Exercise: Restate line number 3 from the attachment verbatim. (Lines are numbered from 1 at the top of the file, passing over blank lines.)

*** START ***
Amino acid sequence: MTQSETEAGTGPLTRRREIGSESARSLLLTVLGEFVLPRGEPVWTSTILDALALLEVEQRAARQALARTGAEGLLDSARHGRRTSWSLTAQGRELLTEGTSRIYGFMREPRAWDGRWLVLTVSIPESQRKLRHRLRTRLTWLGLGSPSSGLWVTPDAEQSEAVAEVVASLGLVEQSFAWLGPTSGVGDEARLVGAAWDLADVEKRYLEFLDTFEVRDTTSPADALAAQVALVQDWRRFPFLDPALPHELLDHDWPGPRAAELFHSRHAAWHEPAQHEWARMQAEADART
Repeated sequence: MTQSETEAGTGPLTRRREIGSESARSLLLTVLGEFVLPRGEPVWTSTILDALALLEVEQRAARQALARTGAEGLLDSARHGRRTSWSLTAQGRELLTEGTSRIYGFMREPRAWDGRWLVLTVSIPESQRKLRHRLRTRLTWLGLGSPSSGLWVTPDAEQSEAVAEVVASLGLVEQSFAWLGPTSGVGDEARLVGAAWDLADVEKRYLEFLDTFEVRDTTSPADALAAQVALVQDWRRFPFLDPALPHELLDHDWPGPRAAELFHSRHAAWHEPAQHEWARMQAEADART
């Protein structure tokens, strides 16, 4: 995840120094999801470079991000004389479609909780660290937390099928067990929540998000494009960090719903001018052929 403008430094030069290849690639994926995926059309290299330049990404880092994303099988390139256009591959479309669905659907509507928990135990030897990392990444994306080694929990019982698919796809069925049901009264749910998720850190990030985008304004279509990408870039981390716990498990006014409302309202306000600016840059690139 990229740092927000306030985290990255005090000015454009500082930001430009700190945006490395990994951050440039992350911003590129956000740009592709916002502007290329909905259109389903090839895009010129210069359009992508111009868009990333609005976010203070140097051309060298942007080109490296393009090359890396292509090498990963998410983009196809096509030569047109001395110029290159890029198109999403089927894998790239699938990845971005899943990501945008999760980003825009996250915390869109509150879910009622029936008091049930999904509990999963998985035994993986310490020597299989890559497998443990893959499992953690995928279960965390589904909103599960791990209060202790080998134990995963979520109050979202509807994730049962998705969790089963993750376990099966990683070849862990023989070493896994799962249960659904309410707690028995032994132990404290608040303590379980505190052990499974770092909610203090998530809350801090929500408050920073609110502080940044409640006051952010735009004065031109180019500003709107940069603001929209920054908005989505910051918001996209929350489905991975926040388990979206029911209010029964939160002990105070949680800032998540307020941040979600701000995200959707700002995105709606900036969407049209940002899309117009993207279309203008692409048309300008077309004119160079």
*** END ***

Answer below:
């Protein structure tokens, strides 16, 4: 995840120094999801470079991000004389479609909780660290937390099928067990929540998000494009960090719903001018052929 403008430094030069290849690639994926995926059309290299330049990404880092994303099988390139256009591959479309669905659907509507928990135990030897990392990444994306080694929990019982698919796809069925049901009264749910998720850190990030985008304004279509990408870039981390716990498990006014409302309202306000600016840059690139 990229740092927000306030985290990255005090000015454009500082930001430009700190945006490395990994951050440039992350911003590129956000740009592709916002502007290329909905259109389903090839895009010129210069359009992508111009868009990333609005976010203070140097051309060298942007080109490296393009090359890396292509090498990963998410983009196809096509030569047109001395110029290159890029198109999403089927894998790239699938990845971005899943990501945008999760980003825009996250915390869109509150879910009622029936008091049930999904509990999963998985035994993986310490020597299989890559497998443990893959499992953690995928279960965390589904909103599960791990209060202790080998134990995963979520109050979202509807994730049962998705969790089963993750376990099966990683070849862990023989070493896994799962249960659904309410707690028995032994132990404290608040303590379980505190052990499974770092909610203090998530809350801090929500408050920073609110502080940044409640006051952010735009004065031109180019500003709107940069603001929209920054908005989505910051918001996209929350489905991975926040388990979206029911209010029964939160002990105070949680800032998540307020941040979600701000995200959707700002995105709606900036969407049209940002899309117009993207279309203008692409048309300008077309004119160079």